PLEs extended

The full paper of your PLE_SOU submission for the PLE Conference in Southampton 2011 is finally online.

Here is the full title:

Buchem, Ilona and Attwell, Graham and Torres, Ricardo (2011) Understanding Personal Learning Environments: Literature review and synthesis through the Activity Theory lens. pp. 1-33. In: Proceedings of the The PLE Conference 2011, 10th – 12th July 2011, Southampton, UK.

You can find the full paper here:

Here is our abstract:

“This paper represents a scientific analysis of a broad range of publications surrounding the field of Personal Learning Environments (PLEs). Personal Learning Environments can be viewed as a concept related to the use of technology for learning focusing on the appropriation of tools and resources by the learner. Capturing the individual activity, or how the learner uses technology to support learning, lies at the heart of the PLE concept. The central research question guiding this review was: What are the characteristic, distinguishing features of Personal Learning Environments? This paper argues that PLEs can be viewed as complex activity systems and analysed using the Activity Theory framework to describe their key elements and the relationships between them. Activity Theory provides a framework of six interrelated components: subject, object, tools, rules, community and division of labour. In referencing over 100 publications, encompassing conference papers, reports, reviews, and blog articles, this paper takes an activity-theory perspective to deconstruct the way central aspects related to PLEs are addressed in different publications. The aim of this study is to create a better understanding of PLEs and to develop a knowledge base to inform further research and effective practice. The literature review presented in this paper takes a broader view on PLEs recognising that research in this field stems from different scientific communities and follows different perspectives.”

We put the list of publications we used for the literature review into PB Wiki. By doing this we follow the goal of extending this list collaboratively and creating a public repository of PLE publications.

The original selection of publications can be found here: Original list of PLE Publications

We would like to enourage everyone to extended this original list and in this way create a public repository of publications related to Personal Learning Environments.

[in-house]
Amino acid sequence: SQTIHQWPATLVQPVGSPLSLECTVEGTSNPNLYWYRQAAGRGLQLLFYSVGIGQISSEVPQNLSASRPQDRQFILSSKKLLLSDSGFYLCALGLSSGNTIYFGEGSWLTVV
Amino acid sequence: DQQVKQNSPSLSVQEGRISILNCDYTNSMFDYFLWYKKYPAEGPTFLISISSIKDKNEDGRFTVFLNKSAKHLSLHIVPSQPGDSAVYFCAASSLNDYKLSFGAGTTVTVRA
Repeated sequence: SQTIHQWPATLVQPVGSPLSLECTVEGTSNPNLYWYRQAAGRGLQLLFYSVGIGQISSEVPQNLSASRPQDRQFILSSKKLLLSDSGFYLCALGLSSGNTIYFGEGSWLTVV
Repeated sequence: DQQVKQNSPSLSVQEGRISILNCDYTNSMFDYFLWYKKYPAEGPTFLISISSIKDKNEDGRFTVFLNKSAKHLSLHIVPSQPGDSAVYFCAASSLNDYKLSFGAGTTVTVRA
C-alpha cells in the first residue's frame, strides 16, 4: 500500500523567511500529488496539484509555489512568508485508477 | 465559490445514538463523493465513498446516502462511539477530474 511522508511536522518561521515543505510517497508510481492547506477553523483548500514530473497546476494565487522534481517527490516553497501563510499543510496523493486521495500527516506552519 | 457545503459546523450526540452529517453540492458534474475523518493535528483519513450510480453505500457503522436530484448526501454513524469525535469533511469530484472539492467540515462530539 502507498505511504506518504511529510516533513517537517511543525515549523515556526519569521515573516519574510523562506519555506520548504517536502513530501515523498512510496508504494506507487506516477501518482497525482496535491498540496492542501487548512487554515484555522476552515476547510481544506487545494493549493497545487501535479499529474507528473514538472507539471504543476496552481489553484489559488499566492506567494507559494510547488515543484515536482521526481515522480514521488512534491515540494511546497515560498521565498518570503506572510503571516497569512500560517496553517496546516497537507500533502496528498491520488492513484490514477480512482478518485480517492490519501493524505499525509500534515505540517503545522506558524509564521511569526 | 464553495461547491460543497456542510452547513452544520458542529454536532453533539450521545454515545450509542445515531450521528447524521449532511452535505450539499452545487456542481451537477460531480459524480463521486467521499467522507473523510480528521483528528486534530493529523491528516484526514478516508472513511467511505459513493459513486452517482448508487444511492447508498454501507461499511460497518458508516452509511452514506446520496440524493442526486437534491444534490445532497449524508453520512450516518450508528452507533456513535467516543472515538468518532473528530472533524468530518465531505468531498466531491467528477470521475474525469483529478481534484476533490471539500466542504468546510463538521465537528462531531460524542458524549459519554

If you would like to add a publication to this public repository, please name a reference as a comment to the following page: PLEP Recommendations.

Thank you  all for your contributions and comments!



Personal Learning Environments and Media Pedagogy

This week I gave a presentation (or rather led a discussion) at a Multimedia Workshop at Goethe University in Frankfurt on Personal Learning Environments from the perspective of media pedagogy. We had a very interesting discussion which really came down to the basic questions and problems of formal education.  I presented together with Sebastian Fiedler and so we shared the PLE subject and looked at it from different perspectives: me from the perspective of media pedagogy and Sebastian from the  socio-historical perspective.

I focused on different forms of use and different examples of PLEs (especially from the PLE Conference 2010 in Barcelona and from some key EU projects) and on how PLEs change learning/teaching/organisational cultures. In the introduction to the PLEs I avoided providing definitions (as we agreed this would be Sebastian’s part) and instead showed the different metaphores that are used to describe Personal Learning Environments. As a linguist I find it fascinating to deconstruct metaphors and abide by Geoge Lakoff claiming that metaphors play a crucial role in shaping our collective thinking. I need to write more on this soon … oh well, once I find some time 😉

As far as different types of PLEs are concerned – me, Graham Attwell and Ricardo Torres are preparing a paper for the PLE Conference in Southampton which we base on a meta-analysis of over 100 papers on PLEs. One of the outcomes of this analysis are differnt possible ways of categorising PLEs that we are trying to arrive at.

You will find these three basic ideas in the slides:

(1) Based on type of technological implementation

  • individual, dispersed aggregation
  • integrated mash-up system with personal dashboard

(2) based on locus of control/ownership

  • private, owned by the user
  • institutionalised, integrating institutional resources

(3) based on duration of use

  • long-term (longer episodes in a life long process of learning)
  • short-term (e.g. project-based, within a particular course, conference etc.)

Unfortunately I could not attend Sebastian’s part as I had to rush to the airport after unexpected 2 hrs of my own presentation woven with discussions and sharing of positions on PLEs.  So @Sebastian – I hope to learn more about your standpoint in a blogpost 😉

So here is my presentation. Let me know what you think: